2020: the year where media directs advocacy. The year where we receive presidential updates through Twitter, watch political debates through online live streams, and receive breaking news from Instagram.
In the past decade, social media has evolved from its footings as an entertainment platform to a vast network for international connections. 2010 began with major events such as the Haitian earthquake and World Cup, becoming among the first to garner vast online attention.
This trajectory continued into 2019, with the Internet’s influence expanding to support global strikes against climate change and gun-related violence, fundraise for disasters such as the Australian bush fires, and share the stories of immigrants facing persecution.
Our generation has grown up immersed in an age of smartphones and the Internet; with this, we’ve developed a new definition of communication. And, with that, we must redefine what effective advocacy means.
We’ve all seen the signs of inefficient online campaigning: a post uploaded to your friend’s wall, consisting of images that all too often border the fine line between clickbait and accurate news. These photos trigger your emotional centers, manifesting feelings of guilt and helplessness. The thought that I would help if I could circles your mind, post after post. You are then confronted with a call to action, reduced to a simple like or retweet. It convinces you that a click of your fingers will result in a step towards global change. It provides you with a sense of power, one that fills the self-created vacuum of advocacy. But how do initiatives like these stimulate direct change?
As part of the first generation to be considered “social media natives,” I find that drawing the distinction between screens and reality becomes more difficult as technology continues to expand into our lives.
To us, our lives within and beyond these platforms are intrinsically linked, and, as such, it’s easy to believe that our actions online are direct and impactful.
Yet, online advocacy ultimately follows a cycle of action and dismissal. Social media platforms allow us to learn about campaigns to an extent broader than ever before, but it also gives us the option to simply click away. The call to action that forms the backbone of online advocacy is minimized to a single second, diluted by the continuous distractions of the Internet.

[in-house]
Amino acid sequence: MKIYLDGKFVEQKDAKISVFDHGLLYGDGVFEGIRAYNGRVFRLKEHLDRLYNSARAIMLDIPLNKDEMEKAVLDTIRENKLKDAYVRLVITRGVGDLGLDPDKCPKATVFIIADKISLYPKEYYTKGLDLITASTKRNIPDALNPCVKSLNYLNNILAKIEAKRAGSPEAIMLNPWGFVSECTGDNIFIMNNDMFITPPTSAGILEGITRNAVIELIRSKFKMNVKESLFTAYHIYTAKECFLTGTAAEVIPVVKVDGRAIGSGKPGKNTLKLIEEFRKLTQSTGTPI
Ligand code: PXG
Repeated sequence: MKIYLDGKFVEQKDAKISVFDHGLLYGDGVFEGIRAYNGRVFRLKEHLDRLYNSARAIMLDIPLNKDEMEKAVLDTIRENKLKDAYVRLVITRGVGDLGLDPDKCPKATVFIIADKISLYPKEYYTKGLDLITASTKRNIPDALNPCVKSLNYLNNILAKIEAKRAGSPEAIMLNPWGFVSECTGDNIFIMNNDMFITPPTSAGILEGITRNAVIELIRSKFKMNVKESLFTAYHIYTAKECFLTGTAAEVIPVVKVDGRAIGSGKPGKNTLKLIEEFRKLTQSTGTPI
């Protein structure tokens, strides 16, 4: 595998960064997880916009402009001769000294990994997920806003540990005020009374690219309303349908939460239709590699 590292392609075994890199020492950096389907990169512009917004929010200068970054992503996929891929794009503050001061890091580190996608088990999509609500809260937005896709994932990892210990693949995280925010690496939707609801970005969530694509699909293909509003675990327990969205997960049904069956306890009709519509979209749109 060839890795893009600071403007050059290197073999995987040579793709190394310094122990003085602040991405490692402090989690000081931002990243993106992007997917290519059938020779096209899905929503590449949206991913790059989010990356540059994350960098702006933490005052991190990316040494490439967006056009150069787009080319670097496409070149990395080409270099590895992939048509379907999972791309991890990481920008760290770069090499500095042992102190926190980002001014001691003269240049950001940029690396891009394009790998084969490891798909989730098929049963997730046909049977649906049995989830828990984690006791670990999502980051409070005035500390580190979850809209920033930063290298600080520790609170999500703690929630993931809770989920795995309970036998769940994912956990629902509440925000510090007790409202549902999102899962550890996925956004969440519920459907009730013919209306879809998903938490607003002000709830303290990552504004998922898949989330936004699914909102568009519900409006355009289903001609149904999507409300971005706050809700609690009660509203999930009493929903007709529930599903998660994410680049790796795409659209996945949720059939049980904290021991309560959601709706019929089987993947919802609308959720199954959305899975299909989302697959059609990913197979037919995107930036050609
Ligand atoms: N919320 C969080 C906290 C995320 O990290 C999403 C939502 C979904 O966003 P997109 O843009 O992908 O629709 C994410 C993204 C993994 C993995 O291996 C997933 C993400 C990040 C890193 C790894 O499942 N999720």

Despite the lack of direct action, these initiatives provide the same fulfillment that we find beyond our screens, giving us the false illusion that what we are doing is enough, that we are truly creating a change in our communities.
I have been guilty of falling into this cycle myself: with campaigns like the #BlueforSudan movement that spread through online communities — including Deerfield’s — seemingly overnight, it’s hard not to think that social media is the ideal platform for advocacy.
But there’s a point at which these initiatives transition from encouraging awareness to a hollow movement. The oversaturation of posts and shares is what ultimately kills online advocacy.
Once we reach a point where these kinds of posts are normalized, enough that even the calls to action aren’t able to sway individuals, we can no longer truly incentivize change.
This isn’t to say that social media can’t be used as an effective means of communication. In our status quo, online platforms have given us the opportunity to reach out to those across the globe in a blink of an eye, and are instrumental in movements such as the climate strikes in October. But these initiatives can’t sustain themselves solely on these networks. They require a balance of virtual and direct action, able to utilize the characteristics of social platforms to their advantage.
With this, a shift in our community must also occur alongside in order to incentivize the spread of information through undistorted news outlets. In my time at Deerfield, only occasionally have I seen discussions of current events centered around non-social platforms.
As a community, we have accepted social media as our primary means of receiving information. With the majority of current events going unaddressed in class discussions, our window into the status quo is often limited and misrepresented. In order to promote effective advocacy, it is critical to make accurately represented sources accessible to the community as a whole.
Deerfield has made strides in the past few years to tackle this issue. Current event updates at school meetings, workshops at the upcoming MLK day celebration, and recent participation in local climate strikes have kindled the flame towards developing the fire of advocacy in our community — and it should be our priority to continue this trajectory.
Although resources and news services are available and often catered towards younger demographics, they are not nearly as prevalent as they have to be to promote active conversation. By incorporating these news platforms into our daily lives, and by connecting students to them through their school emails or the Bulletin, we can truly open our doors to the global community.
We are at a point in our lives in which we have the power to create change. By the end of the decade, we will be the generation taking charge of our governments and societies. The fact that the media will continue to act as an integral part of our lives is inevitable.
All I ask is that we, as a community, are able to always question the effects of online campaigns, and to act aptly to develop the institutions around us.